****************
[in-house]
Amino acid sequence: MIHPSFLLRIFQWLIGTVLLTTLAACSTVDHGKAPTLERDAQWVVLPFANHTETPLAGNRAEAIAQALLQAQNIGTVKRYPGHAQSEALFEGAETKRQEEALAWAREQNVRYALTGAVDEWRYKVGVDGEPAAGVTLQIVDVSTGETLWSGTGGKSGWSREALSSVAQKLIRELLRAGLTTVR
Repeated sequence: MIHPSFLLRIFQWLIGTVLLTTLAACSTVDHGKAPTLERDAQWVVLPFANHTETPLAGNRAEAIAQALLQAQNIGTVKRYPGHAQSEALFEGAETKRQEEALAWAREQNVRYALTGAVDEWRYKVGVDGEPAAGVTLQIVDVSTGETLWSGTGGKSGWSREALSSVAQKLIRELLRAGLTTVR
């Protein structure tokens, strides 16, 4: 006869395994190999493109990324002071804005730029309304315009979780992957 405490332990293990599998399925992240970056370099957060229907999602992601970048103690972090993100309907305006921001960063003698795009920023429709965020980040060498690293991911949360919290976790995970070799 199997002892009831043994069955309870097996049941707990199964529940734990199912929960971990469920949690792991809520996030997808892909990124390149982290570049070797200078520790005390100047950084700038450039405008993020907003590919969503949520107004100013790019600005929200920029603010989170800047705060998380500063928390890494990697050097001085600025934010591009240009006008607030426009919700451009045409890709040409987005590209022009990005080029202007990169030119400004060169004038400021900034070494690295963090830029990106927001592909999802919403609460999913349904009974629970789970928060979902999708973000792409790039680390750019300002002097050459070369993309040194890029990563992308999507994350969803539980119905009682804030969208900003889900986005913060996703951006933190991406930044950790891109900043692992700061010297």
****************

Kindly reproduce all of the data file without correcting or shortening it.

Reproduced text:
[in-house]
Amino acid sequence: MIHPSFLLRIFQWLIGTVLLTTLAACSTVDHGKAPTLERDAQWVVLPFANHTETPLAGNRAEAIAQALLQAQNIGTVKRYPGHAQSEALFEGAETKRQEEALAWAREQNVRYALTGAVDEWRYKVGVDGEPAAGVTLQIVDVSTGETLWSGTGGKSGWSREALSSVAQKLIRELLRAGLTTVR
Repeated sequence: MIHPSFLLRIFQWLIGTVLLTTLAACSTVDHGKAPTLERDAQWVVLPFANHTETPLAGNRAEAIAQALLQAQNIGTVKRYPGHAQSEALFEGAETKRQEEALAWAREQNVRYALTGAVDEWRYKVGVDGEPAAGVTLQIVDVSTGETLWSGTGGKSGWSREALSSVAQKLIRELLRAGLTTVR
């Protein structure tokens, strides 16, 4: 006869395994190999493109990324002071804005730029309304315009979780992957 405490332990293990599998399925992240970056370099957060229907999602992601970048103690972090993100309907305006921001960063003698795009920023429709965020980040060498690293991911949360919290976790995970070799 199997002892009831043994069955309870097996049941707990199964529940734990199912929960971990469920949690792991809520996030997808892909990124390149982290570049070797200078520790005390100047950084700038450039405008993020907003590919969503949520107004100013790019600005929200920029603010989170800047705060998380500063928390890494990697050097001085600025934010591009240009006008607030426009919700451009045409890709040409987005590209022009990005080029202007990169030119400004060169004038400021900034070494690295963090830029990106927001592909999802919403609460999913349904009974629970789970928060979902999708973000792409790039680390750019300002002097050459070369993309040194890029990563992308999507994350969803539980119905009682804030969208900003889900986005913060996703951006933190991406930044950790891109900043692992700061010297």